As part of our awareness strategy, Alzheimer’s Ghana team visited Kpone Katamanso Senior High School to educate them on Dementia. Discussions were centered on the signs and symptoms of dementia and other related disorders, their diagnosis, the role of government and the civil society in combating and managing it in Ghana.
The president of Alzheimer’s Ghana Dr. Dennis Bortey (first from right) and the Executive Director of Alzheimer’s Ghana (first from left) visited the Minister of Lands and Natural resources Hon. John Peter Amewu (second from right) and his Deputy Hon. Benito Owusu-Bio (second from left) to discuss the link between mercury and Alzheimer’s as well as the improper use of mercury by the illigal miners.
As part of our awareness strategy, Alzheimer’s Ghana team participated regularly on Radio and Television programmes to create awareness and sensitize the public on dementia, using live-broadcast and phone-in to reach out to the public. Alzheimer’s Ghana team was hosted on GTV and UTV separately to educate and sensitize the entire public. Discussions were centered on the signs and symptoms of dementia and other related disorders, their diagnosis, the role of government and the civil society in combating and managing it in Ghana.
Dementia: Together towards a new era
The annual conference of Alzheimer’s Disease International (ADI) continues to evolve and now attracts thousands of people with an interest in dementia from over 100 countries around the world. Hosted with a different Alzheimer association around the world each year, in 2017, the conference will be hosted with Alzheimer’s Association Japan (AAJ).
The conference is one of the world’s largest and most important conferences on Alzheimer’s disease and dementia, featuring a range of international keynote speakers and a high standard of scientific and non-scientific content; combined, this makes it the optimum setting to learn about the latest advances in the treatment of dementia.
Person – centred care seeks to view the person with dementia as a whole, and considers how the person is influenced by factors beyond the physical changes in the brain. The person centred approach to dementia care focuses on the needs of the service user rather than on the priorities of the service provider. Instead of trying to change people’s behaviour for the benefit of the care setting, a person-centred approach seeks to resolve any difficulties in the interest of the person.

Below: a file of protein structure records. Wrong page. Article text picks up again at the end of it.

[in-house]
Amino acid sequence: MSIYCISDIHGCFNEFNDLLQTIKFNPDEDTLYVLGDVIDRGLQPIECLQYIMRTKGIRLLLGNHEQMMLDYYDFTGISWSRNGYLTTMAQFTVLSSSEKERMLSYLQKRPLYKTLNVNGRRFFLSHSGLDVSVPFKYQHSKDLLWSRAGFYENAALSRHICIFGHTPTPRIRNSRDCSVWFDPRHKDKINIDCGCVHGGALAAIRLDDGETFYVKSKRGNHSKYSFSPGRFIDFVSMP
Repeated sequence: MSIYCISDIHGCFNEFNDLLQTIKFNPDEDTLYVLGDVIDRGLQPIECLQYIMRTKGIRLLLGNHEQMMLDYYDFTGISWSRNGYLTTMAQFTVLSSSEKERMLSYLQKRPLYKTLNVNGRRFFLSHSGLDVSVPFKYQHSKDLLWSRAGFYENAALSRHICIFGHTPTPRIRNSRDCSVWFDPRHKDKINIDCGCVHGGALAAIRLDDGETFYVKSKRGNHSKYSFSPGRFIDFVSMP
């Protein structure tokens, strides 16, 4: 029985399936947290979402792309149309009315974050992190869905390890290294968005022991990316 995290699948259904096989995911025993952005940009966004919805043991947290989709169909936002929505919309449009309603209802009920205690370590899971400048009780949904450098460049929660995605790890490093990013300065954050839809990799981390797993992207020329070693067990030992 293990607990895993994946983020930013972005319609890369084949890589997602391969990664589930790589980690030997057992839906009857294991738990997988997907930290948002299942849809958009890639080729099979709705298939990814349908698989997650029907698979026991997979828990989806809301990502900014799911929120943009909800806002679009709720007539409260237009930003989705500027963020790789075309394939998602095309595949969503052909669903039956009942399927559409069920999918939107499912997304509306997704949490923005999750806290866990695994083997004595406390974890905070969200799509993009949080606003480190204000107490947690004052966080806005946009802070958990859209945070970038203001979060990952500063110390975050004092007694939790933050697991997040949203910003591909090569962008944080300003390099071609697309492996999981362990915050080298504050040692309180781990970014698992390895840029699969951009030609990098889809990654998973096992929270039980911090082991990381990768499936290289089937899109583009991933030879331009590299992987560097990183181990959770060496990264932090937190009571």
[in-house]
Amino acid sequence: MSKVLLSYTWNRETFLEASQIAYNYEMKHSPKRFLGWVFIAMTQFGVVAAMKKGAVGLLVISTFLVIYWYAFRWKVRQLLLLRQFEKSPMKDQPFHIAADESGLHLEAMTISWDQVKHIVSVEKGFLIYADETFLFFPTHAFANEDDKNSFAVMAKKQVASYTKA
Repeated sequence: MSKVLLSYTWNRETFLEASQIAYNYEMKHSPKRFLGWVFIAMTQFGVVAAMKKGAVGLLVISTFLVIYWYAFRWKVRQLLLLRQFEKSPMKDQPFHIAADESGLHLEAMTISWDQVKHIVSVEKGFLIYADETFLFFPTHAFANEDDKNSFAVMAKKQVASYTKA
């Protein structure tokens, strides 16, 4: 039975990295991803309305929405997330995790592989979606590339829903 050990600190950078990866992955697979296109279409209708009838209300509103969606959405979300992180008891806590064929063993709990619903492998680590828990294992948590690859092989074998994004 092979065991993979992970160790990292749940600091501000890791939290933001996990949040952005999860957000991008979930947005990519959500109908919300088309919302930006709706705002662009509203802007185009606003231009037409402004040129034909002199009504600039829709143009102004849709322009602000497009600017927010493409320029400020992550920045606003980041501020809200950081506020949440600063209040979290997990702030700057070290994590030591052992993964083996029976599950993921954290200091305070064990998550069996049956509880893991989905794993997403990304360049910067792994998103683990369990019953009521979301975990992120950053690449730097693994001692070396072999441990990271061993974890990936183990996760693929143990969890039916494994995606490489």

The person – centred approach to care focuses on the individual’s abilities rather than the loss of their abilities. The needs and the emotions of each person are the focal point around which everything else is geared. The person – centred approach seeks to value every person as a unique individual, taking into account their past experiences, their abilities, knowledge, preferences, desires, fears and personality. In other words, the person – centred approach seeks to value the unique personhood of every individual.
The person – centred carer will recognise that some individuals may not be fully able to look after their own well-being, but will seek to provide a positive response that enables the individual to be involved in their care wherever possible by compensating for their losses and building on their strengths and abilities. Finding out about and valuing each person’s talents not skills, and understanding their hopes and fears and what works or does not work for them, will help the carer to provide support and care that is personal to every individual.
This approach also acknowledges what some people may term challenging behaviours as a means of communication. Some people may not be able to express what their needs are or how satisfied they are with the way their needs are being met. Care staff must strive in their attempts to understand the meaning behind the behaviour so as to engage with the individual’s expression of satisfaction or dissatisfaction in how their needs are being met.
Human Rights Day
Saturday, 10 December, 2016
Alzheimer’s and Related Disorders Association Ghana invites you to help us 10th December to celebrate Human Rights Day. Human Rights Day is observed every year on 10 December. It commemorates the day on which, in 1948, the United Nations General Assembly adopted the Universal Declaration of Human Rights.
In 1950, the Assembly passed resolution 423 (V), inviting all States and interested organizations to observe 10 December of each year as Human Rights Day.
This year’s Human Rights Day is devoted to the launch of a year-long campaign for the 50th anniversary of the two International Covenants on Human Rights. The two Covenants, together with the Universal Declaration of Human Rights, form the International Bill of Human Rights, setting out the civil, political, cultural, economic, and social rights that are the birth right of all human beings.
“Our Rights. Our Freedoms. Always.” aims to promote and raise awareness of the two Covenants on their 50th anniversary. The year-long campaign revolves around the theme of rights and freedoms — freedom of speech, freedom of worship, freedom from want, and freedom from fear — which underpin the International Bill of Human Rights are as relevant today as they were when the Covenants were adopted 50 years ago.
Patient Solidarity Day
Saturday, 3 December, 2016
Alzheimer’s and Related Disorders Association Ghana invites you to celebrate Patient Solidarity Day, Saturday 3rd December. Patients from across the world will come together on this day. This is a unique opportunity for patients, patients’ groups and others to stand together and proclaim that patient-centered universal health coverage is essential and that no-one can be left behind.
The theme this year is: ‘Leave no-one behind: sustainable patient-centered universal health coverage for all by 2030’